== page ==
Tables Round

Recently, Comrade Drogo and I were discussing the Winchester Round Table, and as well various designs for tables round, and whether their centre be cut away for ease in serving, etc. The modern perception of the round table is that first echoed by Wace in Roman de Brut, written in 1155:

“On account of his noble Barons, each of whom thought himself the best and none of whom accounted himself the worst, Arthur made the Round Table, of which the Britons tell many fabulous tales. There sat his vassals, all noble and all equal; they sat equally at table and were equally served. No one of them could boast of sitting higher than his peer.”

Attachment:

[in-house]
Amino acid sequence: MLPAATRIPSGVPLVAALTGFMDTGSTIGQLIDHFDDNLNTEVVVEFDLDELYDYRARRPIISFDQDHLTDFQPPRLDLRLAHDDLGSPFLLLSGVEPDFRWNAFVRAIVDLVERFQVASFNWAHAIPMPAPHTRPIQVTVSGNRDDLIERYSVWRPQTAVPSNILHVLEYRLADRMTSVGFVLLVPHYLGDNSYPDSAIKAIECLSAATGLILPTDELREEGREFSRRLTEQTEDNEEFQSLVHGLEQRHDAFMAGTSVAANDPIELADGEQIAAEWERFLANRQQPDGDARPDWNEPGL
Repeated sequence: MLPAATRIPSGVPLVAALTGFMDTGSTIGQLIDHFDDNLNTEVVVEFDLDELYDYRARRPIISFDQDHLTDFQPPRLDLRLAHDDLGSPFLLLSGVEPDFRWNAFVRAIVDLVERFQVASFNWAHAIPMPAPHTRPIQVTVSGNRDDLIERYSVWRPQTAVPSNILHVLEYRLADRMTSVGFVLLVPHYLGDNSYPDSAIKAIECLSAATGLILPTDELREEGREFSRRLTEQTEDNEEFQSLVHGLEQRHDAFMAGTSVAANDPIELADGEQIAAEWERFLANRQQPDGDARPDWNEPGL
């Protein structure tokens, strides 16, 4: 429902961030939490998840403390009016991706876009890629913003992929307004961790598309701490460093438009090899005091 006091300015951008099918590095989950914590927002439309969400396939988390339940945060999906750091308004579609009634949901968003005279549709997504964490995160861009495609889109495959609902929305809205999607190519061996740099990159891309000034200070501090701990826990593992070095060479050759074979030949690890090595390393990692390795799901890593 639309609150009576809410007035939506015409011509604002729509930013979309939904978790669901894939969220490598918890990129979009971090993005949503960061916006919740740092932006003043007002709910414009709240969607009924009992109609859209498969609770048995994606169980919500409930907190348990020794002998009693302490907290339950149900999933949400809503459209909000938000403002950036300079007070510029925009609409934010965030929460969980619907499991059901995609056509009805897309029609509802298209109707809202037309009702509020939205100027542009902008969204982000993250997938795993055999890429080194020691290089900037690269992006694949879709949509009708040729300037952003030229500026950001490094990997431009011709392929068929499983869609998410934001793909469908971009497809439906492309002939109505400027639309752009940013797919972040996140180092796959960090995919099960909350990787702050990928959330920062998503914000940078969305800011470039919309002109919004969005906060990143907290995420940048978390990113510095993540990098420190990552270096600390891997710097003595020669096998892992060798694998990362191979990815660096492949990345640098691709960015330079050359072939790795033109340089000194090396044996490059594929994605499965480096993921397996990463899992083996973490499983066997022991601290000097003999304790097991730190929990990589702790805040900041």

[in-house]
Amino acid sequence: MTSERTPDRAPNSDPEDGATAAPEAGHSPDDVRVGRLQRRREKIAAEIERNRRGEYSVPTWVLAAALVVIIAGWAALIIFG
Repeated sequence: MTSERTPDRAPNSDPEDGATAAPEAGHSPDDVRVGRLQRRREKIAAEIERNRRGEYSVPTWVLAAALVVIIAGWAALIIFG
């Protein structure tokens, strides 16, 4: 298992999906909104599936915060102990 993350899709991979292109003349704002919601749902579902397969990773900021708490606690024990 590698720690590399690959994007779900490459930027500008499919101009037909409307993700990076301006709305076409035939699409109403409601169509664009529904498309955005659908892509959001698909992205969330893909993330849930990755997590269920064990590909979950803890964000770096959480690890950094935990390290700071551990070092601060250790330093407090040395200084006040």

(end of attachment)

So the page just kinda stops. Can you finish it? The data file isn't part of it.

A Round Table may also describe a gathering or tournament, often featuring motifs or outright imitation of Arthurian elements (i.e. assuming the names and arms of Arthur’s Knights). It is one thing to take these ideals and use them in symbolic play, and quite another to doggedly uphold them for the greater good. Even as we see the spirit of truth, equality, and dissemination of knowledge in both this blog and the form of the round table, others may just as willfully malign those images for their own gain, as Henry VIII contrived to do in his fabrication of the round table at Winchester.

Among my own favorite interpretations of the physical and spiritual manifestation of the Round Table is featured in the film Mazeppa, as you may view here now.

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